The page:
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The Nuthouse Launch in Ojai
History
  see also the Nuthouse [Overview]

updated 1/2014
by Tom Truax (aka Sundowner ~ SD)

I logged most of my flights through the spring of 1989 but lost track in the 90s, so a stretch of colorful memories with Team Topa is lost to the wind.  When I was teaching paragliding in the later 90s I couldn't justify the time to log everyday flights.  I started writing again in January 2001 after I stopped teaching commercially.   Not certain when the Nuthouse launch was cut, but I think it was sometime around 2000ish.  My first log entry for a flight from the Nuthouse is Saturday, January 20, 2001 http://paraglide.net/log/01/01-20-01_nut_to_carp.htm. By that time, The Nut was an established launch being used by numerous pilots.  The initial clearing work was likely done the prior spring when daylight was long but the ground still loose from winter rain.  It is much easier to dig roots in loose ground.  Once it hardens in the dry months, it becomes much more difficult to pull roots.

Having flown down range from Santa Barbara many times, it was apparent the current Nuthouse launch was a go to spot.  I came in low numerous times over the years and it always worked.  The motivation was an obvious need.  A typical weather cycle is prefrontal, frontal passage with rain, post frontal transitioning to an offshore Santa Anna flow.  There were a lot of robust spring days with good potential to fly downwind to the west from Ojai toward Santa Barbara, but the problem was the Nordhoff Ridge Road would be closed after a rain, sometimes all season when we had a wet winter.  I had it on my to-do list for years and was able to finally budget a day when the weather was right.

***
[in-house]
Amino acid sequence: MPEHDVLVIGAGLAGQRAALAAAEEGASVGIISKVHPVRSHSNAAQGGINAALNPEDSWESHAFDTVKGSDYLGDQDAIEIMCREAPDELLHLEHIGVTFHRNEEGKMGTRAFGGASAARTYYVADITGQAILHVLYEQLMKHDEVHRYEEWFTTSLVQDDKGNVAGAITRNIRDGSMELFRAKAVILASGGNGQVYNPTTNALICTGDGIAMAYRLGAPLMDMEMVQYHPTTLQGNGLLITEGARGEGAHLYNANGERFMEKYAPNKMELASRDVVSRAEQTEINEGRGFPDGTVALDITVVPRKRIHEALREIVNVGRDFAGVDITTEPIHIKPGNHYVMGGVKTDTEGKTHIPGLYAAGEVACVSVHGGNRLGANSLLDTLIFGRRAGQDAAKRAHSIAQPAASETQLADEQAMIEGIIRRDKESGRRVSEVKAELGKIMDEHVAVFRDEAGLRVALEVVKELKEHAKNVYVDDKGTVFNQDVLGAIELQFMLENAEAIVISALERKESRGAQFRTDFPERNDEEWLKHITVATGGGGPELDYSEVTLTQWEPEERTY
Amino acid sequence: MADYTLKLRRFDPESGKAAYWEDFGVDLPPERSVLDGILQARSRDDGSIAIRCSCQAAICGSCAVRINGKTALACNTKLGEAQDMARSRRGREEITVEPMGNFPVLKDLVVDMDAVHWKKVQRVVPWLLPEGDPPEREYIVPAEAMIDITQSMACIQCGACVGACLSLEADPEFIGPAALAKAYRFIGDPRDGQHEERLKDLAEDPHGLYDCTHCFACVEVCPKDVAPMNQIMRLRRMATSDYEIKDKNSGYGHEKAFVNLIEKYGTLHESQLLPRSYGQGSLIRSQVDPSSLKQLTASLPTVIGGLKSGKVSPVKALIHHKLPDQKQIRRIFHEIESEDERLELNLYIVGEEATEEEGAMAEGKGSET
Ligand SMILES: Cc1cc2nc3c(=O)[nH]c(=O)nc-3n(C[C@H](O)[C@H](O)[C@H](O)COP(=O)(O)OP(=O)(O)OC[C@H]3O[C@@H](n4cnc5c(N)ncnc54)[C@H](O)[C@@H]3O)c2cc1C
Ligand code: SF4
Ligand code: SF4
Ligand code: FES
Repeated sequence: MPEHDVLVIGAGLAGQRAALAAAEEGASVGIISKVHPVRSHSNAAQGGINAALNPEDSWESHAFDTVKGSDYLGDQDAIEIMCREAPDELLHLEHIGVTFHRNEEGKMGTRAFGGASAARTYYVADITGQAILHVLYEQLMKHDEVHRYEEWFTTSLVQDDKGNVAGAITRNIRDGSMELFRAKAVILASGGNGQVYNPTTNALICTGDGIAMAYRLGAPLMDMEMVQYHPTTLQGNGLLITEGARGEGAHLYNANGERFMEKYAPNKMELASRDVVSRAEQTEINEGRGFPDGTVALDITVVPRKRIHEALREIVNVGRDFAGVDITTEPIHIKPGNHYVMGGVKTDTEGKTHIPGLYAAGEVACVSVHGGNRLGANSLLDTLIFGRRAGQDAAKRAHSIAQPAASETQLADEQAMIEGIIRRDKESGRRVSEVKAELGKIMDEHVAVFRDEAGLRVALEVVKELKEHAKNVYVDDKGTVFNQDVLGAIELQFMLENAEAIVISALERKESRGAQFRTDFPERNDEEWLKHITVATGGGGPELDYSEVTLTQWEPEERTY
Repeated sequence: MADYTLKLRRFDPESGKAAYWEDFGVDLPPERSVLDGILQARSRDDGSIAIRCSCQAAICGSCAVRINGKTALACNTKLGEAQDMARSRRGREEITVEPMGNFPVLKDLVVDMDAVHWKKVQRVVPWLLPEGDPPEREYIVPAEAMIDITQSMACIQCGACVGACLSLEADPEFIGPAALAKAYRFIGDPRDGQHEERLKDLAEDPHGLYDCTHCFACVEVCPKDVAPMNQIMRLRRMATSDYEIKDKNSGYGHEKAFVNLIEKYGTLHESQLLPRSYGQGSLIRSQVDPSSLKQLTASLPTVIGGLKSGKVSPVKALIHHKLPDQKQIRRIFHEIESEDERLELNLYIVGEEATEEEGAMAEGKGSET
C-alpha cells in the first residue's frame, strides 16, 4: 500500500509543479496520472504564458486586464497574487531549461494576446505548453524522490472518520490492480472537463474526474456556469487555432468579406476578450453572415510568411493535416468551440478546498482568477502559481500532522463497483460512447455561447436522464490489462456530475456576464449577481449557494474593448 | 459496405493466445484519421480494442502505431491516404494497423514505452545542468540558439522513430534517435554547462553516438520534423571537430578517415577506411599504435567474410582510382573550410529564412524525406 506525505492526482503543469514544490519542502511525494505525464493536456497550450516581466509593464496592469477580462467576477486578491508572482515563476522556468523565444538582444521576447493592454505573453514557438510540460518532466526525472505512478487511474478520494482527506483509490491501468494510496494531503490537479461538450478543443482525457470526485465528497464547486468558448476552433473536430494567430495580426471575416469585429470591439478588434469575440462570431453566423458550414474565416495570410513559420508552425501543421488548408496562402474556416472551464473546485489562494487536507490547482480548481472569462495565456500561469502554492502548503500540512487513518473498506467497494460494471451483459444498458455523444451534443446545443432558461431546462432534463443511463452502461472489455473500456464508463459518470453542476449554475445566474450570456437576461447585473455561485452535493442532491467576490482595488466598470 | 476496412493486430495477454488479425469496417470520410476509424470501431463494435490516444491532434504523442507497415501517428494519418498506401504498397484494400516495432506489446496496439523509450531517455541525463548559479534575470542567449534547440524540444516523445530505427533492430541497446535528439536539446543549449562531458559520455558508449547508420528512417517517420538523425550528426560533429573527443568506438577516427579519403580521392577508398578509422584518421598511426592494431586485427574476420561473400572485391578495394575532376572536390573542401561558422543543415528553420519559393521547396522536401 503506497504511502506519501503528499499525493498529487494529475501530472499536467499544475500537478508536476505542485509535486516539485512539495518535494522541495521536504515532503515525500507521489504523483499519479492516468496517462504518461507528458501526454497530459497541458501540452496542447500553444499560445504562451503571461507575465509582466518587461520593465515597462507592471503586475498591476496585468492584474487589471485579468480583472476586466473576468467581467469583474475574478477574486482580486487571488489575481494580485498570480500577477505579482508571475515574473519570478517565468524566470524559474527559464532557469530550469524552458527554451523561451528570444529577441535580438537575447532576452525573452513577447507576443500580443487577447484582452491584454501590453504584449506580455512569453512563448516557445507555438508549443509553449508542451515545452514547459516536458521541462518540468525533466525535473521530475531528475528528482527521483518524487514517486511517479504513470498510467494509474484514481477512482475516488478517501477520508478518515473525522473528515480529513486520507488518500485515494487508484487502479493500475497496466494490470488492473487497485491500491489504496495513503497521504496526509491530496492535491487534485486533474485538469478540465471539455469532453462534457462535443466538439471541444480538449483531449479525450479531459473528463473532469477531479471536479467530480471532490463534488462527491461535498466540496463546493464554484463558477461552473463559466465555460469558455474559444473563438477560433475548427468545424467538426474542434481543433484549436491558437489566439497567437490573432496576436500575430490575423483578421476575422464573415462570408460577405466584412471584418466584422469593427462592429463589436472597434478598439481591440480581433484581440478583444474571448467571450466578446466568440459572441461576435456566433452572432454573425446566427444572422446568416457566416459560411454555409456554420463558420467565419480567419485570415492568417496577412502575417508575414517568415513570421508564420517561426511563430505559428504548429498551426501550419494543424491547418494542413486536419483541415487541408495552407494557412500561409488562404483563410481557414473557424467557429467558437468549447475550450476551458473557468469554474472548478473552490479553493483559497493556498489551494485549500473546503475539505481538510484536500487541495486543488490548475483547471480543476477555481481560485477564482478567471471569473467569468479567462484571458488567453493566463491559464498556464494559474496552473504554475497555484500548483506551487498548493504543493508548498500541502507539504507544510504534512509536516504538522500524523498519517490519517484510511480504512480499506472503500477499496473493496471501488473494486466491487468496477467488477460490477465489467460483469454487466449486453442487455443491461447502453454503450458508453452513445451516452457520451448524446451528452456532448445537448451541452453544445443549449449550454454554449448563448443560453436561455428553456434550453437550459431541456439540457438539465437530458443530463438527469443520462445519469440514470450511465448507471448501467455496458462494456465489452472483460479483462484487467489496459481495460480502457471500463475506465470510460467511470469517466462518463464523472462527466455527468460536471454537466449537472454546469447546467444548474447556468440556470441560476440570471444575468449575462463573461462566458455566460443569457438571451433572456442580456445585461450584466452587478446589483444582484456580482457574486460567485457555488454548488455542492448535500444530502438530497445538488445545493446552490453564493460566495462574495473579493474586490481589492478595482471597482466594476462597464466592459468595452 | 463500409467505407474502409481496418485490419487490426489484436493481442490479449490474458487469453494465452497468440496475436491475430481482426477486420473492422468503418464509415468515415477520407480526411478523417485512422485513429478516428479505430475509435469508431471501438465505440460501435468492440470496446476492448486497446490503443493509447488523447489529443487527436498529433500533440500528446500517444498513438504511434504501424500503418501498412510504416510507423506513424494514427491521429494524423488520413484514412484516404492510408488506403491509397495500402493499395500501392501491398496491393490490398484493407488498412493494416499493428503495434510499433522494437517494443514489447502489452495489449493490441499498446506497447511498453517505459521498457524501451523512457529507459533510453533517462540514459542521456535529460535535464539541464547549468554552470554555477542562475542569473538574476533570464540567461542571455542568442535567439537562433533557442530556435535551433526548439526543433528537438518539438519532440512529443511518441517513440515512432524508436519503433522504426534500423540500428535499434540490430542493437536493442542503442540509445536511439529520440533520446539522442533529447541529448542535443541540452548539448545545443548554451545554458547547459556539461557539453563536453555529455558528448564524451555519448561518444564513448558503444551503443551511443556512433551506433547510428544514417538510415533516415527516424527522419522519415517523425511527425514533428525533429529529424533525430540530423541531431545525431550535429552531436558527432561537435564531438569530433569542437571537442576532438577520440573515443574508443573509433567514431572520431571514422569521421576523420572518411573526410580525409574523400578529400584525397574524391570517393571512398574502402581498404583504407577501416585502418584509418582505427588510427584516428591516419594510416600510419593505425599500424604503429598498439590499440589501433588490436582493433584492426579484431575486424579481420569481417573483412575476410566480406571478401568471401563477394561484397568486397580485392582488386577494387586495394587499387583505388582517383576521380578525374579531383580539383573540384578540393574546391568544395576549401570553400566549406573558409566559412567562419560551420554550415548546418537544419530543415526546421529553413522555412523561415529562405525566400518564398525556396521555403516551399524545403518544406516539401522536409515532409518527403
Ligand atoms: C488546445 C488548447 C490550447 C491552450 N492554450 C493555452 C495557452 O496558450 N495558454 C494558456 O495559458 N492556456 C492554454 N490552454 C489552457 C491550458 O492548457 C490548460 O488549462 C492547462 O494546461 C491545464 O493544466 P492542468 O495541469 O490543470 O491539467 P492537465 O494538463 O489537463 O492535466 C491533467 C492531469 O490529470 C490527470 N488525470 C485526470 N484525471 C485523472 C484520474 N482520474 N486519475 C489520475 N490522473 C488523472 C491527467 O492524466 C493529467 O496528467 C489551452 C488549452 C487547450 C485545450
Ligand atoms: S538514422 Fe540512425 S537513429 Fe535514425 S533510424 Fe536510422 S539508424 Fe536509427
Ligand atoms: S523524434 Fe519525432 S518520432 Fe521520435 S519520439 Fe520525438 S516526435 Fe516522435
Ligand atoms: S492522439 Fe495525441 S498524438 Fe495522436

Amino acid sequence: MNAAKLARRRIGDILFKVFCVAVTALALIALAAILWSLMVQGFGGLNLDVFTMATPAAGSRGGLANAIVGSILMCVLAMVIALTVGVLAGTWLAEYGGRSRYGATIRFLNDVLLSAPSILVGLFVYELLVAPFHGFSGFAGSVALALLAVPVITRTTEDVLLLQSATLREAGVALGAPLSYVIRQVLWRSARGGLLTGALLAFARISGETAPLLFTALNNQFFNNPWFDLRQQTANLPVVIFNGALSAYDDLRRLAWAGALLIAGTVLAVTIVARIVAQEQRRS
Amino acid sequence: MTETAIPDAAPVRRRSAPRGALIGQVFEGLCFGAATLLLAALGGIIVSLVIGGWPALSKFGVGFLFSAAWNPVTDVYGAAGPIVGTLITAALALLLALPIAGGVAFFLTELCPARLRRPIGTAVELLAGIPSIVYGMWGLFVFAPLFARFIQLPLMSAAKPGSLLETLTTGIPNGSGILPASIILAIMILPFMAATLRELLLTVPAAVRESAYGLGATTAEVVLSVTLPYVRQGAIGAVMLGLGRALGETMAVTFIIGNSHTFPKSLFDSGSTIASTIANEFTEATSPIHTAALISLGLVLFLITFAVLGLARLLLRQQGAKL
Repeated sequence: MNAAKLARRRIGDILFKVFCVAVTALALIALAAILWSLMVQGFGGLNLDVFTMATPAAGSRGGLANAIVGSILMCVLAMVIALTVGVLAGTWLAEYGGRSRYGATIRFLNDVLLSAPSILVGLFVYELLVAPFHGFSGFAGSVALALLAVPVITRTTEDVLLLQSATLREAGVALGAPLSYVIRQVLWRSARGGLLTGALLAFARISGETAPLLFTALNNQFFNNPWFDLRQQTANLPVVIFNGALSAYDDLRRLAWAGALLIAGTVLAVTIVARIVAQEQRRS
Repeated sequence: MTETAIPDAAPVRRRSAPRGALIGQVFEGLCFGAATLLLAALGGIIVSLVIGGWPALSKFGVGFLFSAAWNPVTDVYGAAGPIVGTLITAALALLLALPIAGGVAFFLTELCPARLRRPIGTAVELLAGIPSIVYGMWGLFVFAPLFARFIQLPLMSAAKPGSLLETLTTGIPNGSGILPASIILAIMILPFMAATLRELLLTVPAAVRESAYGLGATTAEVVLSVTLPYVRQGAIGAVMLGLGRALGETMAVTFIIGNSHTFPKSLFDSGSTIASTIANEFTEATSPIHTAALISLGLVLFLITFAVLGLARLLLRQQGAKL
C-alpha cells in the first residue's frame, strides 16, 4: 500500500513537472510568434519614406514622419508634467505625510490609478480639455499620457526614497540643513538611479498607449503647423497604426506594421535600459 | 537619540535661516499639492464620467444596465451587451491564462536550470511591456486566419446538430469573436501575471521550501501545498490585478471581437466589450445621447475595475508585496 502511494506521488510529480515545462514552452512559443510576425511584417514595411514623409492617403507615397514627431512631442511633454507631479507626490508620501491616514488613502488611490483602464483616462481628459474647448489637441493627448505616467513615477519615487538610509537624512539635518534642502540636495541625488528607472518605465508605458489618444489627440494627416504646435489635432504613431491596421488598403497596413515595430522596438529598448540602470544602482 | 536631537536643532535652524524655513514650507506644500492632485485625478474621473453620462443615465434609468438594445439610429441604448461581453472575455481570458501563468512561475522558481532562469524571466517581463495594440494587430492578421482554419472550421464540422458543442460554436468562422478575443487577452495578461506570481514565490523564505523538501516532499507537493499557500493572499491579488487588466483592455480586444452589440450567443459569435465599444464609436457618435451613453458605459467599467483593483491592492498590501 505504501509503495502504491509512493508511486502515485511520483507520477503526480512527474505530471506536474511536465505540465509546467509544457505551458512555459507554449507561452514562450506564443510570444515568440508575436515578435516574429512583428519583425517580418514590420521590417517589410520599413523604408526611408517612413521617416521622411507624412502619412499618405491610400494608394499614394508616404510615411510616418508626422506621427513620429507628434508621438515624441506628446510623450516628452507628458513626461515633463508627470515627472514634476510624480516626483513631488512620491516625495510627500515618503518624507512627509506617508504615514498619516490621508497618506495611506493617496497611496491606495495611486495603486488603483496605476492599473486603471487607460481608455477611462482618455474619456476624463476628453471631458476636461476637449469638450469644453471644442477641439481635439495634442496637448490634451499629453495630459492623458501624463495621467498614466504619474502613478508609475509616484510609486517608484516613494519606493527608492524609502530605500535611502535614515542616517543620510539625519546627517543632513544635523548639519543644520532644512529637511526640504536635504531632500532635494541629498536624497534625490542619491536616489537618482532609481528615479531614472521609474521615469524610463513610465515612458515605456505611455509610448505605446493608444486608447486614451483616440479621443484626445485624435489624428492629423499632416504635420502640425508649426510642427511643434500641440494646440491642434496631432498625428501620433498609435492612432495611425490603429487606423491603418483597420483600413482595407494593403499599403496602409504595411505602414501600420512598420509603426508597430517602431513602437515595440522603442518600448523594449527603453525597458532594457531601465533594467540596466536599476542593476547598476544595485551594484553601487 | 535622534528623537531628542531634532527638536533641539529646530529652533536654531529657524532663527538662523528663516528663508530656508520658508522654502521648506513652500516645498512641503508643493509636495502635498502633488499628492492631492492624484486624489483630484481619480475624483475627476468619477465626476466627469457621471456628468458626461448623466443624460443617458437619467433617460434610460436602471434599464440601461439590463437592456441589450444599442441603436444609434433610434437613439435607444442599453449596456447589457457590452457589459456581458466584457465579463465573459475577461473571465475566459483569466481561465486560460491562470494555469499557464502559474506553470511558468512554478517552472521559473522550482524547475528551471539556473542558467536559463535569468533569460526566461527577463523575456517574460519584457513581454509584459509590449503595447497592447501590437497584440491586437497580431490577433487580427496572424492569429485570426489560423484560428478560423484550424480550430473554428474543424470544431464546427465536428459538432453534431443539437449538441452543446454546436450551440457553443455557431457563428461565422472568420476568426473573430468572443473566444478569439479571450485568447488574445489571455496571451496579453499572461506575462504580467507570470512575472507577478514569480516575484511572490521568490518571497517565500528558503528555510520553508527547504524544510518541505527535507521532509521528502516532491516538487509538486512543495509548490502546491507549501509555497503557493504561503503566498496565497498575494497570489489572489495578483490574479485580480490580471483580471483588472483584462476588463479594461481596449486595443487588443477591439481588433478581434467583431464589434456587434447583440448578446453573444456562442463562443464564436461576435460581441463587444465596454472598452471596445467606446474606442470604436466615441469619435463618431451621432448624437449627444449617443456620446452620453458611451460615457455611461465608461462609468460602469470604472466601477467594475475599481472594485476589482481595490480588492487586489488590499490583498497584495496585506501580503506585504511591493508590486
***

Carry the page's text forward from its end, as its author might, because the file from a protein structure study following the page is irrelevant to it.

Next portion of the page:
It was pre-Google Earth, but I'd spied the likely spot on a number of occasions from both the road and the air.  I'd worked on a lot launches so I had the skill sets needed with a pre-conceived notion of what to expect.  Set out solo from Carpinteria on a weekday, likely before sunrise.  The most difficult part was the first 100 feet up from the road.  There was no trail and it was really steep because the spine was likely sliced by the road cut.  My strategy was to get on the spine and hold the high ground.  Getting on the spine was a challenge carrying full paragliding gear, food, water, and tools, which likely consisted of a pick-ax, rake, and hand saw.  Took an aggressive line the first trip, but later worked a zig-zag trail up the canyon a short way, which was quickly abandoned as we extended the canyon trail several times.